Is Europe safe given the new travel alert?

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#42
Brisbane, Australia
769 Posts
Joined Oct 2008
Originally posted by twin123185
I don't need an alert to keep me out of Turkey. The bombings were enough for me. Anywhere else I wouldn't worry.
Nowhere is completely safe, Boston, San Bernadino, Sydney Australia etc. Use your instincts and try not to look too touristy. Leave the jewellery at home, keep the camera out of sight when you can, if you feel uneasy go sone where else, fast.
I refuse to be intimidated and will contine to travel and enjoy new sights and meeting lovely people in their homelands.
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#45
20,350 Posts
Joined Mar 2005
I think the point is that either side can feel the situation is scary somewhere else based on what they hear in the media -- but the reality is often something quite different. Whether in the US or Europe or elsewhere.
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Wherever the wind takes me I travel as a visitor. (Horace)
#46
France
155 Posts
Joined May 2014
Originally posted by cruisemom42
I think the point is that either side can feel the situation is scary somewhere else based on what they hear in the media -- but the reality is often something quite different. Whether in the US or Europe or elsewhere.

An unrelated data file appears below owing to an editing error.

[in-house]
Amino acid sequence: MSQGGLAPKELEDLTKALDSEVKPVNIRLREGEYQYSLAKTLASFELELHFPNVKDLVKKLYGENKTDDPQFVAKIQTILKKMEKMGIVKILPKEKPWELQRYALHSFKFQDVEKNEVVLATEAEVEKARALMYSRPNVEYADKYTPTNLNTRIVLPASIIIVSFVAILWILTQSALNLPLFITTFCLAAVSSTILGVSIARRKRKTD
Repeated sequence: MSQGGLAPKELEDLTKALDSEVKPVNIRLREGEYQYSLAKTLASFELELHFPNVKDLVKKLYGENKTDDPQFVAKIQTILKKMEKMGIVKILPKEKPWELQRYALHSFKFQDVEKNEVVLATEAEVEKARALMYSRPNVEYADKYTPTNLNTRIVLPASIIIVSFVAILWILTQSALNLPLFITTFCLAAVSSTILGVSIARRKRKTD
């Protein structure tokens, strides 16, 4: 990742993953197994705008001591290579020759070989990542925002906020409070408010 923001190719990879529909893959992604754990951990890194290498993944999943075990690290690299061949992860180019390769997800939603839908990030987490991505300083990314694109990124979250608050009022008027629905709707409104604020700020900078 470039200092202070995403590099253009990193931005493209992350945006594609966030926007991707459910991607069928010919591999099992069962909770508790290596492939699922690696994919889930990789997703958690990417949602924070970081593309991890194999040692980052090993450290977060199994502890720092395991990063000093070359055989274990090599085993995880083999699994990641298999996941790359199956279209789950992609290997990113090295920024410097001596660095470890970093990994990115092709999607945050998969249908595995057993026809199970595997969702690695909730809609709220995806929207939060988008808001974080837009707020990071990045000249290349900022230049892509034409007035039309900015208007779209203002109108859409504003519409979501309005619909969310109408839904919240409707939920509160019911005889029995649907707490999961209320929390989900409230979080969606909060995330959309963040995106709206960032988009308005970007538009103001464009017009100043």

Thank you cruisemom - that is precisely what I meant. It's all about perception. If I believed the media reports and statistics regarding gun deaths in the US, I'd never visit.
#47
uk
58 Posts
Joined Jul 2012
Hi

Maybe have a read through the "Tips for safe travel following terrorists attacks" article on cruise critic. some very interesting figures that put things into perspective.

Enjoy your trip
#48
Berkshire UK
245 Posts
Joined Jun 2009
Arsenalboy said it all ,most US cities are far more dangerous than Europe even in the current situation. Murder stats in the US are far higher than terrorism in Europe recently, driving in South Africa is far more risky. Road accidents kill more people than terrorism , many places are much more at risk.
#49
London, England
3,441 Posts
Joined Jun 2011
We were recently in Marseille for a long weekend, a city with high terrorist activity potential. Not once did we feel uncomfortable or threatened. On the contrary, everybody was very friendly and helpful.

We arrive back home to central London and what happens, we have a terrorist attack in Westminster.